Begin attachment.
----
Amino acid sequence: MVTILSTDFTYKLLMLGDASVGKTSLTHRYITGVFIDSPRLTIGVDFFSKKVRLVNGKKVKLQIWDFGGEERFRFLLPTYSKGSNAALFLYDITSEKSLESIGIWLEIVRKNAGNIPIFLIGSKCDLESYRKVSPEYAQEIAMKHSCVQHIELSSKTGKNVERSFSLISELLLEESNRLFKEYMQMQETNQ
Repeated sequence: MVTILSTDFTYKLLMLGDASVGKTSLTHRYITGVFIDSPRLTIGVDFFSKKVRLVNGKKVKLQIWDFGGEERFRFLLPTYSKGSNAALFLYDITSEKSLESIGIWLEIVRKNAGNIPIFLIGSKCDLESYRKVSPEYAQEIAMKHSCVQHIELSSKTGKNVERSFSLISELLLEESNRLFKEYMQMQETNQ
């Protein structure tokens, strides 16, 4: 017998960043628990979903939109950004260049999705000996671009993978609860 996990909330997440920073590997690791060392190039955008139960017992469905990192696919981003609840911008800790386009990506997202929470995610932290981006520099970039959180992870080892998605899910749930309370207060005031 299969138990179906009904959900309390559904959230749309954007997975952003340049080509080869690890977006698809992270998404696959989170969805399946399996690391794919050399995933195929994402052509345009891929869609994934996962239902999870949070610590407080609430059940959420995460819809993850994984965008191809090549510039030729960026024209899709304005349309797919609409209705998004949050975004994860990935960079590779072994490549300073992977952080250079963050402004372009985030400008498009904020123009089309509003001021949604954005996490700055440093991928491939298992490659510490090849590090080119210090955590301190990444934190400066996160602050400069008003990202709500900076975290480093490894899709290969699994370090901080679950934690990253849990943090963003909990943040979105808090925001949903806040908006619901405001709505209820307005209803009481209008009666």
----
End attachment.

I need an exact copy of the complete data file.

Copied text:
Amino acid sequence: MVTILSTDFTYKLLMLGDASVGKTSLTHRYITGVFIDSPRLTIGVDFFSKKVRLVNGKKVKLQIWDFGGEERFRFLLPTYSKGSNAALFLYDITSEKSLESIGIWLEIVRKNAGNIPIFLIGSKCDLESYRKVSPEYAQEIAMKHSCVQHIELSSKTGKNVERSFSLISELLLEESNRLFKEYMQMQETNQ
Repeated sequence: MVTILSTDFTYKLLMLGDASVGKTSLTHRYITGVFIDSPRLTIGVDFFSKKVRLVNGKKVKLQIWDFGGEERFRFLLPTYSKGSNAALFLYDITSEKSLESIGIWLEIVRKNAGNIPIFLIGSKCDLESYRKVSPEYAQEIAMKHSCVQHIELSSKTGKNVERSFSLISELLLEESNRLFKEYMQMQETNQ
């Protein structure tokens, strides 16, 4: 017998960043628990979903939109950004260049999705000996671009993978609860 996990909330997440920073590997690791060392190039955008139960017992469905990192696919981003609840911008800790386009990506997202929470995610932290981006520099970039959180992870080892998605899910749930309370207060005031 299969138990179906009904959900309390559904959230749309954007997975952003340049080509080869690890977006698809992270998404696959989170969805399946399996690391794919050399995933195929994402052509345009891929869609994934996962239902999870949070610590407080609430059940959420995460819809993850994984965008191809090549510039030729960026024209899709304005349309797919609409209705998004949050975004994860990935960079590779072994490549300073992977952080250079963050402004372009985030400008498009904020123009089309509003001021949604954005996490700055440093991928491939298992490659510490090849590090080119210090955590301190990444934190400066996160602050400069008003990202709500900076975290480093490894899709290969699994370090901080679950934690990253849990943090963003909990943040979105808090925001949903806040908006619901405001709505209820307005209803009481209008009666």